by Yong-Min Ree, MBA ’23 | MBA Core Fellow
Have you worked as a PM or product designer before? Do you have an engineering background? If your answers are no to both questions, you are not very different from many other classmates who are recruiting for PM. PM is one of the most popular job functions among MBA students, and one of the fiercest job markets to compete in. This post provides guidance to those who do not have PM experience prior to coming to MIT Sloan.
Please note that this is my personal opinion about what could be helpful to students recruiting for PM. People may have different views and opinions, and it is up to you to decide how to use this information.
If you have decided to pivot your career to PM, great! So have many other people in MBA program. Your competitors are not only those who have similar backgrounds to yours, but also those who already have PM or equivalent experience.
What makes PM recruiting even harder is that the job scope of a PM is different in every company. For example, a PM in Company A may work more closely with engineers running daily scrums, while a PM in Company B is closer to business development side and barely engage in development process. The services and products covered by those companies are also diverse, which requires a lot more time to understand each company’s business. The PM recruiting process can be very different from recruiting for other industries, like Consulting and Investment Banking, which have similar recruiting processes across companies, and where you can apply the common skills and knowledge across different firms.
But does that mean that you don’t stand a chance? No. It just means that you need to plan your recruiting strategy more carefully and invest more effort. The following sections explain what you need to know to better strategize your recruiting journey.
What Companies Look For: Large Companies vs SMEs
The great military strategist Sun Tsu wrote in his famous book The Art of War that ‘if you know the enemy and know yourself, you will never be in peril.’ You are not exactly going into a war with the companies, but it is crucial to understand what they are looking for in recruiting PMs. The needs of the companies are usually different depending on the size of the companies.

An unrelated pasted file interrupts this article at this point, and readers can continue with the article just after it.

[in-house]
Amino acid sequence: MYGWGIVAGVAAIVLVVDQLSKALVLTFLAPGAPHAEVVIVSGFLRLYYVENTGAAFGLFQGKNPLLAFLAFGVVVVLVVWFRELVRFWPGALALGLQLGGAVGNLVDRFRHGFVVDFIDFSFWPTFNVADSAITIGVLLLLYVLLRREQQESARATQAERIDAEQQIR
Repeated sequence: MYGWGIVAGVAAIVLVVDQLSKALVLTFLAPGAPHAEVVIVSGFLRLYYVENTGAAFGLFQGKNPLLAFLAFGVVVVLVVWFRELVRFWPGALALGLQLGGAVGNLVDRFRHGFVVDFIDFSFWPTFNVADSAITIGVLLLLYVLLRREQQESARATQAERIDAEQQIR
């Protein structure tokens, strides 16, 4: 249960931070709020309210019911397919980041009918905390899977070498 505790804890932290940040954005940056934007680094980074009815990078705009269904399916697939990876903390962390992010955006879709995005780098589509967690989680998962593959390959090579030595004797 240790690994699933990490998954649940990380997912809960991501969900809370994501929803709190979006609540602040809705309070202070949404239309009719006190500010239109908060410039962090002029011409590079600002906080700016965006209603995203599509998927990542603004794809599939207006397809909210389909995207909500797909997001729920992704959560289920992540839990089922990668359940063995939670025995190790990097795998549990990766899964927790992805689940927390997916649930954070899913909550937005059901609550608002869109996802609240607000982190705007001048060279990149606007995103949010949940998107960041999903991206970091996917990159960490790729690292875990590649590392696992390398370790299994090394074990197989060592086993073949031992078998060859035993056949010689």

Large companies usually look for those who are a fit for the company’s philosophy and culture. These companies tend to believe that the skills can be nurtured at the workplace as long as the employees have the right cultural fit. The recruiting process is therefore centralized and standardized. New hires are assigned to the teams where the recruiting team sees a fit. It will be the recruiters on the HR team, not the PMs who will first read your resume. You may be assigned to a team under a manager that you have not met during your interview process. The interviews are often heavily focused on behavioral questions.
Smaller companies and startups have slightly different needs. They do not have as abundant resources as big firms to train people. They need people who can contribute to the business right away. They also cannot plan headcount years ahead, so the job openings are much more ad hoc. Because they want people who can be an immediate help to the team, they tend to look for people that have experience in similar functions or industries. The HR team will also help, but hiring managers have more power in the recruiting process and it is more likely that the hiring managers will read your resume first. A professional recommendation is one of the most important resources that these companies rely on, as they do not have a giant HR team that can do the job on behalf of them. This is why networking is pivotal when you recruit for the smaller-sized companies, especially startups.
As a caveat, this does not mean that you do not need to know anything about becoming a PM when recruiting for big firms. You still need to demonstrate that you have all the core skills to become a PM in your resume, interviews, and networking.
Networking for What?